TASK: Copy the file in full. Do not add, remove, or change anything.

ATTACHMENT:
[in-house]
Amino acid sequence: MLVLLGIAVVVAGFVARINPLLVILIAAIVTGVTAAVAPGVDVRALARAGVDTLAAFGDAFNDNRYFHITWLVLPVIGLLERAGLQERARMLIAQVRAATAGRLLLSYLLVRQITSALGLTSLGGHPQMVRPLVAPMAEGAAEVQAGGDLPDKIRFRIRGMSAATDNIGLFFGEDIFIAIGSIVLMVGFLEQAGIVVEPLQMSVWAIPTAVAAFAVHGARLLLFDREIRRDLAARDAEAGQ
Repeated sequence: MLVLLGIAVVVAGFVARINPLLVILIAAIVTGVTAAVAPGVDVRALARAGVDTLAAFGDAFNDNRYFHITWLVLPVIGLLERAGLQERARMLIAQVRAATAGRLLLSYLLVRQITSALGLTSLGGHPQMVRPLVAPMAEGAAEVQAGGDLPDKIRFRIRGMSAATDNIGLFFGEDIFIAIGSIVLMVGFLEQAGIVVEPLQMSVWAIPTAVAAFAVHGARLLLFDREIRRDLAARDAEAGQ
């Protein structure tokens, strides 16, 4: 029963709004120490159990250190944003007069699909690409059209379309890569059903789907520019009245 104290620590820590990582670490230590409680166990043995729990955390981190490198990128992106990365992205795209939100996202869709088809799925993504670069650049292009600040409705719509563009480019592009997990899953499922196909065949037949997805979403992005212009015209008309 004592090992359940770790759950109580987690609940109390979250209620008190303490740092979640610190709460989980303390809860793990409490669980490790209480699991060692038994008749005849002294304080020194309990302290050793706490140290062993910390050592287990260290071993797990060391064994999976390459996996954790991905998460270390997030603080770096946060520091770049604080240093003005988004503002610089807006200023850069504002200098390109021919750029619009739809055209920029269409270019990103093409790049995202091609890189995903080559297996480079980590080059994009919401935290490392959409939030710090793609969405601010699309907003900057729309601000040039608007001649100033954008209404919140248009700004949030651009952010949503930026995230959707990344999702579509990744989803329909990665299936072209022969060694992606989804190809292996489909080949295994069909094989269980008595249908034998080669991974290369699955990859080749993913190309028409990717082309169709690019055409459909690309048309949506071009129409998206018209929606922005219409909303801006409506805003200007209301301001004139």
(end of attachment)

[in-house]
Amino acid sequence: MLVLLGIAVVVAGFVARINPLLVILIAAIVTGVTAAVAPGVDVRALARAGVDTLAAFGDAFNDNRYFHITWLVLPVIGLLERAGLQERARMLIAQVRAATAGRLLLSYLLVRQITSALGLTSLGGHPQMVRPLVAPMAEGAAEVQAGGDLPDKIRFRIRGMSAATDNIGLFFGEDIFIAIGSIVLMVGFLEQAGIVVEPLQMSVWAIPTAVAAFAVHGARLLLFDREIRRDLAARDAEAGQ
Repeated sequence: MLVLLGIAVVVAGFVARINPLLVILIAAIVTGVTAAVAPGVDVRALARAGVDTLAAFGDAFNDNRYFHITWLVLPVIGLLERAGLQERARMLIAQVRAATAGRLLLSYLLVRQITSALGLTSLGGHPQMVRPLVAPMAEGAAEVQAGGDLPDKIRFRIRGMSAATDNIGLFFGEDIFIAIGSIVLMVGFLEQAGIVVEPLQMSVWAIPTAVAAFAVHGARLLLFDREIRRDLAARDAEAGQ
């Protein structure tokens, strides 16, 4: 029963709004120490159990250190944003007069699909690409059209379309890569059903789907520019009245 104290620590820590990582670490230590409680166990043995729990955390981190490198990128992106990365992205795209939100996202869709088809799925993504670069650049292009600040409705719509563009480019592009997990899953499922196909065949037949997805979403992005212009015209008309 004592090992359940770790759950109580987690609940109390979250209620008190303490740092979640610190709460989980303390809860793990409490669980490790209480699991060692038994008749005849002294304080020194309990302290050793706490140290062993910390050592287990260290071993797990060391064994999976390459996996954790991905998460270390997030603080770096946060520091770049604080240093003005988004503002610089807006200023850069504002200098390109021919750029619009739809055209920029269409270019990103093409790049995202091609890189995903080559297996480079980590080059994009919401935290490392959409939030710090793609969405601010699309907003900057729309601000040039608007001649100033954008209404919140248009700004949030651009952010949503930026995230959707990344999702579509990744989803329909990665299936072209022969060694992606989804190809292996489909080949295994069909094989269980008595249908034998080669991974290369699955990859080749993913190309028409990717082309169709690019055409459909690309048309949506071009129409998206018209929606922005219409909303801006409506805003200007209301301001004139």